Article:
Many businesses were destroyed during the violence
Prime minister-designate Raila Odinga has told the BBC his priority will be to rebuild Kenya after a deal to end the two-month political crisis.
He pledged to help those who had been displaced, lost their property or lost their jobs during the violence in which some 1,500 people died.
Many Kenyans have been celebrating the power-sharing deal between Mr Odinga and President Mwai Kibaki.
But some of those displaced question whether ethnic hatreds can be healed.
"It's become a habit of saying 'peace, peace, peace' every now and then and after peace we see flames of fire," a woman living in a displacement camp in the western town of Eldoret told the BBC.
But in nearby Kisumu, Mr Odinga's home town, thousands of dancing and cheering people poured onto the streets to celebrate the deal brokered by former UN Secretary General Kofi Annan.
Mr Odinga also pledged to reconcile Kenyans, after the violence took on an ethnic dimension, forcing some 600,000 from their homes.
"You have seen the ugly face of ethnic confrontation in our country. I feel confident that the experience we have gone through has been a teacher and everyone is going to ensure that this coalition does succeed," he told the BBC's Today programme.
Negotiations between the government and opposition, which lasted more than a month, stalling several times, have resumed to discuss long-term reform of land ownership, the economy and the constitution.
These discussions are expected to last more than a year.
Mr Odinga said the agreement was "just a piece of paper" - the most important thing was the will behind it.
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"It means we recognise Mr Kibaki as president and he recognises that there were some flaws in the elections," he told the BBC.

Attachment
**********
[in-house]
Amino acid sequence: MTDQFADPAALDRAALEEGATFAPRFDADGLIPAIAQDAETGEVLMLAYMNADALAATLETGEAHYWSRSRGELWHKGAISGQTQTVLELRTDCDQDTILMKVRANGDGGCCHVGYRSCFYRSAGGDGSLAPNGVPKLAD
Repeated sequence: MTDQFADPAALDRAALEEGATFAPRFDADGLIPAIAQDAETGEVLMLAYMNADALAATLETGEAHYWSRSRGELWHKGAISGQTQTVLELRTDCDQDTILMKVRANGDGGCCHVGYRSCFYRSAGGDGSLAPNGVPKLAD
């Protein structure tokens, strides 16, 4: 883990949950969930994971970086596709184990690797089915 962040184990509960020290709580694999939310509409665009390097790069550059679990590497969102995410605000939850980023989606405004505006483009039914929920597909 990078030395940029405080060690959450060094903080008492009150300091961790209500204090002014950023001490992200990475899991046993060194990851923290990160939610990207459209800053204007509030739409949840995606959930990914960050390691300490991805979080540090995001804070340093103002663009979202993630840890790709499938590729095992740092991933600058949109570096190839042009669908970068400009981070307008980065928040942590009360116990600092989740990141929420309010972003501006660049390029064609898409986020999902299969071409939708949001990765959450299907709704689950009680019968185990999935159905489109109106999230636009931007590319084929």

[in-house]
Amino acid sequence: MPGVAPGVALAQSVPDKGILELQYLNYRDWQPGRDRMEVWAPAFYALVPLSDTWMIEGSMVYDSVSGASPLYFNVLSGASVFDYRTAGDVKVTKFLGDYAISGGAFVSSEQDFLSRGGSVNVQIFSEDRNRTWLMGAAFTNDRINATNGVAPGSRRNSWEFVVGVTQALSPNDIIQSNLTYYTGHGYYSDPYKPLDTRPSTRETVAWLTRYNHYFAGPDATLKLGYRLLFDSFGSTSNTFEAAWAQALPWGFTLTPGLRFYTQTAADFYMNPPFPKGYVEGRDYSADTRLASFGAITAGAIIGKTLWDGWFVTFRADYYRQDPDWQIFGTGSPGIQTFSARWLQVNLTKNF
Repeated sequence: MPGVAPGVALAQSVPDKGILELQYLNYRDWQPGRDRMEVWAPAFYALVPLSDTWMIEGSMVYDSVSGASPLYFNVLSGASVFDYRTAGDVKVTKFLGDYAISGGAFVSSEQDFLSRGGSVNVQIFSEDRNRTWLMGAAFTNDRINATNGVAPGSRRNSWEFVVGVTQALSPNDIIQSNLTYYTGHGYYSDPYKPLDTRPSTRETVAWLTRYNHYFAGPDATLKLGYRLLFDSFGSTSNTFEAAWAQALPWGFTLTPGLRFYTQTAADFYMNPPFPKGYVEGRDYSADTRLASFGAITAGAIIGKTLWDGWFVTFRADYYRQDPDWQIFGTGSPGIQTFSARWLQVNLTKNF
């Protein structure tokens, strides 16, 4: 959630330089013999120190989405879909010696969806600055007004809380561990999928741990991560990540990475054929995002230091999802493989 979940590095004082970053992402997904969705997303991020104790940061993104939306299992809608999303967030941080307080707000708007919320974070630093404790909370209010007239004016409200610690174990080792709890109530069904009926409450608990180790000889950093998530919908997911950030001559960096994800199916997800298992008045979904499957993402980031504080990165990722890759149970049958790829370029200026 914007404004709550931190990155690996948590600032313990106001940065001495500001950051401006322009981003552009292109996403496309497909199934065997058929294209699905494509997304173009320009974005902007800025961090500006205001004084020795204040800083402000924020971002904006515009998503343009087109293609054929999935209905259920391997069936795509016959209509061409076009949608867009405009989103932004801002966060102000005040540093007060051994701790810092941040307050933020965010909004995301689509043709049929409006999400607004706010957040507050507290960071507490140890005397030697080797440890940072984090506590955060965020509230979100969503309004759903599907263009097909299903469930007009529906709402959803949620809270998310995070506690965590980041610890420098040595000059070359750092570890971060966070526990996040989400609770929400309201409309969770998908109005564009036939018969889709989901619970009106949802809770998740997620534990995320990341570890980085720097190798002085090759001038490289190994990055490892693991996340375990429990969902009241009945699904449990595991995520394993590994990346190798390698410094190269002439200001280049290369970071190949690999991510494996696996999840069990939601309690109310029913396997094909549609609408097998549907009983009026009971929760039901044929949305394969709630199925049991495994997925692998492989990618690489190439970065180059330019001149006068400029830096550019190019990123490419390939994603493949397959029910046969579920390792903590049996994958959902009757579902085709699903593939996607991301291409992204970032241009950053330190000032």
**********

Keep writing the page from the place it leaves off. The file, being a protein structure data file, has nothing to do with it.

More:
And, he said, the coalition had a lot of work to do - constitutional and legal reforms as well as land reforms to address "historical injustices".
"There has be to be trust and confidence developed on both sides. It is important for us to forge a firm foundation for a united country," he said.
But some doubt whether the two bitter foes can now work together.
In Mr Kibaki's home town of Nyeri, one man told the BBC he was against the deal:
"They're two kings sharing one power - that can never happen. You cannot have two husbands for one woman in one house."
Mr Odinga said he hoped for a new constitution within a year and fresh elections within two as Mr Annan had given the coalition a maximum life of two years, after which it should be reviewed.
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After 8 weeks of uncertainty in the political atmosphere as well as peace, there is somehow a glimpse of hope and light to the beautiful land of Kenya.
The new coalition will be headed by President Kibaki, with Mr Odinga - whose Orange Democratic Movement (ODM) is the largest in parliament - set to take the newly created post of prime minister.
Each party will nominate a deputy prime minister, with other ministerial portfolios being divided equally between the two parties.
Correspondents say both parties are now likely to begin wrangling over who gets what position in the new government, with the post of finance minister likely to prove the most contentious.
After the deal was reached, Mr Annan said: "Compromise was necessary for the survival of this country."
He urged all Kenyans to support the agreement, saying: "The job of national reconciliation and national reconstruction is not for the leaders alone. It must be carried out in every neighbourhood, village, hamlet of the nation."
Speaking after the signing, Mr Kibaki said: "This process has reminded us that as a nation there are more issues that unite than that divide us."